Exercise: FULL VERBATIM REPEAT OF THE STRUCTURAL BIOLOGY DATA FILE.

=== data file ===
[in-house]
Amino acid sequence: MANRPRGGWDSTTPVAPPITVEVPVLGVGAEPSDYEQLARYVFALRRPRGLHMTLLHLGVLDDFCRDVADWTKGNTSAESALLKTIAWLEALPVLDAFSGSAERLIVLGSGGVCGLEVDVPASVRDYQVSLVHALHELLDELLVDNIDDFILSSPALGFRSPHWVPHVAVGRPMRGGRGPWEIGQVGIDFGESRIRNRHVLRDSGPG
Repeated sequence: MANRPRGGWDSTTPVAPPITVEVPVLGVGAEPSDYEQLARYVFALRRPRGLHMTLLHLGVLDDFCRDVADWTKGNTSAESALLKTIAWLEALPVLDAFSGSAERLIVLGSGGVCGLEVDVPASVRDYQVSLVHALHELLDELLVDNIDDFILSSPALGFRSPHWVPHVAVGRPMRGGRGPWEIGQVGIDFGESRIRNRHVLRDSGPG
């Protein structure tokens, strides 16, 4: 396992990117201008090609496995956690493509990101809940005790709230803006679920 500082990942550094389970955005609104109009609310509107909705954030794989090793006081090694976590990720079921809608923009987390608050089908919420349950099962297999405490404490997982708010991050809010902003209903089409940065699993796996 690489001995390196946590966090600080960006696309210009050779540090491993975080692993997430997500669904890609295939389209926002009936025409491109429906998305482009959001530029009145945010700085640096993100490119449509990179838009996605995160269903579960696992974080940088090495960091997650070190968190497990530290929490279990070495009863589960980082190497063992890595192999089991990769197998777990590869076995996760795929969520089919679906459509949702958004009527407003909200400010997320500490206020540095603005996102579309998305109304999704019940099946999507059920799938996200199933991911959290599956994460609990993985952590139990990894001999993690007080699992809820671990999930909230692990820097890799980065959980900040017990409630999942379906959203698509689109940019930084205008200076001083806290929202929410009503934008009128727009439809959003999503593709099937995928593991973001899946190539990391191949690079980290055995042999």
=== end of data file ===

[in-house]
Amino acid sequence: MANRPRGGWDSTTPVAPPITVEVPVLGVGAEPSDYEQLARYVFALRRPRGLHMTLLHLGVLDDFCRDVADWTKGNTSAESALLKTIAWLEALPVLDAFSGSAERLIVLGSGGVCGLEVDVPASVRDYQVSLVHALHELLDELLVDNIDDFILSSPALGFRSPHWVPHVAVGRPMRGGRGPWEIGQVGIDFGESRIRNRHVLRDSGPG
Repeated sequence: MANRPRGGWDSTTPVAPPITVEVPVLGVGAEPSDYEQLARYVFALRRPRGLHMTLLHLGVLDDFCRDVADWTKGNTSAESALLKTIAWLEALPVLDAFSGSAERLIVLGSGGVCGLEVDVPASVRDYQVSLVHALHELLDELLVDNIDDFILSSPALGFRSPHWVPHVAVGRPMRGGRGPWEIGQVGIDFGESRIRNRHVLRDSGPG
């Protein structure tokens, strides 16, 4: 396992990117201008090609496995956690493509990101809940005790709230803006679920 500082990942550094389970955005609104109009609310509107909705954030794989090793006081090694976590990720079921809608923009987390608050089908919420349950099962297999405490404490997982708010991050809010902003209903089409940065699993796996 690489001995390196946590966090600080960006696309210009050779540090491993975080692993997430997500669904890609295939389209926002009936025409491109429906998305482009959001530029009145945010700085640096993100490119449509990179838009996605995160269903579960696992974080940088090495960091997650070190968190497990530290929490279990070495009863589960980082190497063992890595192999089991990769197998777990590869076995996760795929969520089919679906459509949702958004009527407003909200400010997320500490206020540095603005996102579309998305109304999704019940099946999507059920799938996200199933991911959290599956994460609990993985952590139990990894001999993690007080699992809820671990999930909230692990820097890799980065959980900040017990409630999942379906959203698509689109940019930084205008200076001083806290929202929410009503934008009128727009439809959003999503593709099937995928593991973001899946190539990391191949690079980290055995042999």